Why is religion still around in the 21st century? Why do so many still believe? And how do various traditions still shape the way people experience everything from sexuality to politics, whether they are religious or not? In Why Religion? Elaine Pagels looks to her own life to help address these questions.
Why Religion? is, as its subtitle states, a personal story, but it’s also a wide-ranging work of cultural reflection and a brisk tour of the most exciting religion scholarship over the past 40 years ... She is consistently, sometimes hilariously humble. She mentions that she started reading Greek the way one of us might mention that we started watching Unbreakable Kimmy Schmidt ... Her controversial professional triumphs and critical discoveries are recounted with head-spinning speed ... As she speaks of profound spiritual and religious matters, I pined for a more poetic and contemplative style, something along the order of Marilynne Robinson or Christian Wiman ... But when the memoir arrives at the death of her little boy, Pagels’s tone feels bracingly appropriate ... One gets the impression that studying herself in the crucible of grief was often the lone activity that kept her sane ... Pagels is as fearless as she is candid. In the depths of her sorrow, she recalls uncanny coincidences, acts of precognition, ghostly visitations and even a confrontation with a demon one night in the hospital. These episodes are never submitted as factual evidence of supernatural intervention. Instead, Pagels offers her subjective experiences to demonstrate the way our lives are molded by ancient stories, consciously and unconsciously ... Why Religion? feels miraculous and yet entirely believable.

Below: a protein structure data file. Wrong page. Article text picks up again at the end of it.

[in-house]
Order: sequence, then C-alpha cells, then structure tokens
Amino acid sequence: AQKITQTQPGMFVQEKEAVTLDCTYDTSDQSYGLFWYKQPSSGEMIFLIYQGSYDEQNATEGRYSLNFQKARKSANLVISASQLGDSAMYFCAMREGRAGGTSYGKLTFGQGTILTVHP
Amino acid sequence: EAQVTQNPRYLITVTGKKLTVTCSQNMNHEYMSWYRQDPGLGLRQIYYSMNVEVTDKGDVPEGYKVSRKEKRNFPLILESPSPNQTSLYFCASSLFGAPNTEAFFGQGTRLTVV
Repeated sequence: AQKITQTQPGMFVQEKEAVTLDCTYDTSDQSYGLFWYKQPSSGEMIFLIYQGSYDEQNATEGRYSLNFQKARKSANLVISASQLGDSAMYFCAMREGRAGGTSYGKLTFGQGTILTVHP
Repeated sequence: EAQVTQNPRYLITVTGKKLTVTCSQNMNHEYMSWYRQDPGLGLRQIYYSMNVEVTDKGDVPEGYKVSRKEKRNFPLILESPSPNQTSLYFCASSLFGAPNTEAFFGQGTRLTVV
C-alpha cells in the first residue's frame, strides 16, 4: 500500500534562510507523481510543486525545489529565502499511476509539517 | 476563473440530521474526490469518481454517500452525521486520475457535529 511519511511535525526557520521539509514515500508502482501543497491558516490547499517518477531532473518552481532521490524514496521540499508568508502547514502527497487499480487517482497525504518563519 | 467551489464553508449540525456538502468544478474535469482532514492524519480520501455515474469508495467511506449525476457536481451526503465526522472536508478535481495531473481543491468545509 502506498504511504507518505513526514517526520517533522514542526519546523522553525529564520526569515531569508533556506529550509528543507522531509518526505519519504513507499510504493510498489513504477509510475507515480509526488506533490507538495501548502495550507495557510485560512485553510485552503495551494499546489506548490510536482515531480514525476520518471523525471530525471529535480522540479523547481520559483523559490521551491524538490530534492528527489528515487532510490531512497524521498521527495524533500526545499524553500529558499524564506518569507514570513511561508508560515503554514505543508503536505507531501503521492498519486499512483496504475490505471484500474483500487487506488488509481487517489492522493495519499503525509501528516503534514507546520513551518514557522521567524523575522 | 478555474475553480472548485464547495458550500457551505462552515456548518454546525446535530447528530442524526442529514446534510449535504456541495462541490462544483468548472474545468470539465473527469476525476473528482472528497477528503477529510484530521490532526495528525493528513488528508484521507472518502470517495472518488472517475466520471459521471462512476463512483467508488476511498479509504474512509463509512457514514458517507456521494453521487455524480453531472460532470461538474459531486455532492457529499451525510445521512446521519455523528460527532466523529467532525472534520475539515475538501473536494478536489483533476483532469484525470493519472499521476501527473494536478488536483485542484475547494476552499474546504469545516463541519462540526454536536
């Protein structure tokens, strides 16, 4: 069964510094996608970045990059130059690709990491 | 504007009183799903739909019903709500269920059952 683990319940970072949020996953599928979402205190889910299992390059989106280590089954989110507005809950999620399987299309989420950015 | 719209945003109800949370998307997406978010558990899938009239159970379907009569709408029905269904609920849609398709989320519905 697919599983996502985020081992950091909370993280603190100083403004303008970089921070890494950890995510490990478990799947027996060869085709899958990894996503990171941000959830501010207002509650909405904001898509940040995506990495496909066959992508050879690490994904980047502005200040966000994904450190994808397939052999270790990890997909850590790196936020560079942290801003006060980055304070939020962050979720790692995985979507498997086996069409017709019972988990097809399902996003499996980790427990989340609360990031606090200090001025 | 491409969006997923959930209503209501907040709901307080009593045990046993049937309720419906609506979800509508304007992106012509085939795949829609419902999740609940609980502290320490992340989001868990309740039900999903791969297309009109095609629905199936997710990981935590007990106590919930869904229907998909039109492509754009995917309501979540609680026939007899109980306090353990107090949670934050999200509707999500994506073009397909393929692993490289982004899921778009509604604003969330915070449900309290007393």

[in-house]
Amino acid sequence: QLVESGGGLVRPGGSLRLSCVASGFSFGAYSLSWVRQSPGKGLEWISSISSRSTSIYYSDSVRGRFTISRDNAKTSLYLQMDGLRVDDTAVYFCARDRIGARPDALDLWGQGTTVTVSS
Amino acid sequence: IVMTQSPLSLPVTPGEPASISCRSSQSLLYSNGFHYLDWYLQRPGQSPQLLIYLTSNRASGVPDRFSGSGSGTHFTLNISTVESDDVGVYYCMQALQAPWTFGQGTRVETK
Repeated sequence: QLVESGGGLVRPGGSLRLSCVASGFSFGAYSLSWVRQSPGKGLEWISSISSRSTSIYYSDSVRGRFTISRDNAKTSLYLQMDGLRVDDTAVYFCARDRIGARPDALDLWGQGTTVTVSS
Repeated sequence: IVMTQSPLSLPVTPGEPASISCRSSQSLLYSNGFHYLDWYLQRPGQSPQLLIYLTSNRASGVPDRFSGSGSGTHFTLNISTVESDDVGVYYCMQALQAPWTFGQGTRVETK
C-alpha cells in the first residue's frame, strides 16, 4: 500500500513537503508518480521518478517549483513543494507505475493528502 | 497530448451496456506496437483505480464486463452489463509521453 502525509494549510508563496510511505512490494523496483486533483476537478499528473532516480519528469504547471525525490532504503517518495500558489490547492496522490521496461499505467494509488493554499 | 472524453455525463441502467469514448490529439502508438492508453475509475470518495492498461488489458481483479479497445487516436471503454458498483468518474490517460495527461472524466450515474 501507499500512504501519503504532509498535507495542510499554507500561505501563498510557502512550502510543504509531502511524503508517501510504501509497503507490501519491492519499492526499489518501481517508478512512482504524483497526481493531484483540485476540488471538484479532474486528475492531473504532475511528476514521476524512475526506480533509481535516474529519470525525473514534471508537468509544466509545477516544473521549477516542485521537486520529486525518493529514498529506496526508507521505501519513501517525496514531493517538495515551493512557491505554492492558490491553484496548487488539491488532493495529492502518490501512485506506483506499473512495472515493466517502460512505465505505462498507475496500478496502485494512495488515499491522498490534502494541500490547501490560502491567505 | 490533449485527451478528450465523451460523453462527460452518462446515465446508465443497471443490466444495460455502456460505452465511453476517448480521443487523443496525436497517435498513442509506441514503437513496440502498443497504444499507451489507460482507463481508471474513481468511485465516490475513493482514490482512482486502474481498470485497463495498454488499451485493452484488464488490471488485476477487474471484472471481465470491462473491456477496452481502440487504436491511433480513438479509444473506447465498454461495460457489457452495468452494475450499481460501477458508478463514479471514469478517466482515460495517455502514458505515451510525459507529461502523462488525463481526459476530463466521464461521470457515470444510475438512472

... searing and wise ... [Pagels'] account of [her son's] five years of life are tender and wrenching, sketched with exquisite detail ... Loss proves a powerful prod to a fiercely able scholar. [Pagels] is tenacious, prodigious, exhaustive ... Interestingly, the most powerful moments in this narrative are not her arguments with other exegetes, however. They are a series of remarkable visions and mystical experiences Pagels interweaves with her more intellectual journey and that leave her (and the reader) undone. She is strangely transformed by these brief moments, drawn beyond the labyrinth of grief and into a place of grace.
A recounting of [Pagels'] personal story has been a long time coming. Her husband and child died more than 30 years ago, and reading about her life, love, work and unimaginable pain, we can feel how difficult it has been for this reserved scholar of early Christianity to enter the black hole of her feelings. Her account has none of the frenzied and claustrophobic madness of Joan Didion’s The Year of Magical Thinking; nor the wild pain and rushing love of Sonali Deraniyagala’s Wave, written in the aftermath of the sudden death of her family in the 2004 tsunami ... Fueled by her intellect, and fortunate to have access to the Gnostic Gospels... Pagels, bravely, forthrightly and with a characteristic minimum of fuss, cracks herself ajar. This is a minimalist work of great majesty, akin to a shimmering Agnes Martin painting, whose stripped-down aesthetic allows light to pour forth from her canvas.